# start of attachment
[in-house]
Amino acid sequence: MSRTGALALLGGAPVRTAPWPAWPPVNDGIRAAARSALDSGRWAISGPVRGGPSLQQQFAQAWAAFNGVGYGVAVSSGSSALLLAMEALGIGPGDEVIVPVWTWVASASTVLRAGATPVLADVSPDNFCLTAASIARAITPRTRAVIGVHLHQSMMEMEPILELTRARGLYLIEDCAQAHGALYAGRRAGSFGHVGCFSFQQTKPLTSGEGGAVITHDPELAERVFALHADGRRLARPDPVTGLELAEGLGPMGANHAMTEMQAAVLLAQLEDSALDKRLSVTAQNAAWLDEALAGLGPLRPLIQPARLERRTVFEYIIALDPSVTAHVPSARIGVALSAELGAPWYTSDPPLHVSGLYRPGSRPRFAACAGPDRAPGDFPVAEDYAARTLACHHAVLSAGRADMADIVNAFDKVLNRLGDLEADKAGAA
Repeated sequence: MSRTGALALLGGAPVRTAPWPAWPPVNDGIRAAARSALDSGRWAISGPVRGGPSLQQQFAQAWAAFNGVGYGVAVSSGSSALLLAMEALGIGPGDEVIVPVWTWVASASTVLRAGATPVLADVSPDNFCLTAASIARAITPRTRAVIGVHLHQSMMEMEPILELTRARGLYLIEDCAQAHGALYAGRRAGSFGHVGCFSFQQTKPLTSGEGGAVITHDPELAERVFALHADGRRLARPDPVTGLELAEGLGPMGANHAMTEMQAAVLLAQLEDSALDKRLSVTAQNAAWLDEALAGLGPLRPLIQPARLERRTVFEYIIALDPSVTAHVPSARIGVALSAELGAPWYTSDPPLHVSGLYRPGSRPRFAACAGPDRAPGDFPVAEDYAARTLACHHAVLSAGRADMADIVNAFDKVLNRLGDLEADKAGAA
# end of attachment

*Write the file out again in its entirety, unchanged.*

[in-house]
Amino acid sequence: MSRTGALALLGGAPVRTAPWPAWPPVNDGIRAAARSALDSGRWAISGPVRGGPSLQQQFAQAWAAFNGVGYGVAVSSGSSALLLAMEALGIGPGDEVIVPVWTWVASASTVLRAGATPVLADVSPDNFCLTAASIARAITPRTRAVIGVHLHQSMMEMEPILELTRARGLYLIEDCAQAHGALYAGRRAGSFGHVGCFSFQQTKPLTSGEGGAVITHDPELAERVFALHADGRRLARPDPVTGLELAEGLGPMGANHAMTEMQAAVLLAQLEDSALDKRLSVTAQNAAWLDEALAGLGPLRPLIQPARLERRTVFEYIIALDPSVTAHVPSARIGVALSAELGAPWYTSDPPLHVSGLYRPGSRPRFAACAGPDRAPGDFPVAEDYAARTLACHHAVLSAGRADMADIVNAFDKVLNRLGDLEADKAGAA
Repeated sequence: MSRTGALALLGGAPVRTAPWPAWPPVNDGIRAAARSALDSGRWAISGPVRGGPSLQQQFAQAWAAFNGVGYGVAVSSGSSALLLAMEALGIGPGDEVIVPVWTWVASASTVLRAGATPVLADVSPDNFCLTAASIARAITPRTRAVIGVHLHQSMMEMEPILELTRARGLYLIEDCAQAHGALYAGRRAGSFGHVGCFSFQQTKPLTSGEGGAVITHDPELAERVFALHADGRRLARPDPVTGLELAEGLGPMGANHAMTEMQAAVLLAQLEDSALDKRLSVTAQNAAWLDEALAGLGPLRPLIQPARLERRTVFEYIIALDPSVTAHVPSARIGVALSAELGAPWYTSDPPLHVSGLYRPGSRPRFAACAGPDRAPGDFPVAEDYAARTLACHHAVLSAGRADMADIVNAFDKVLNRLGDLEADKAGAA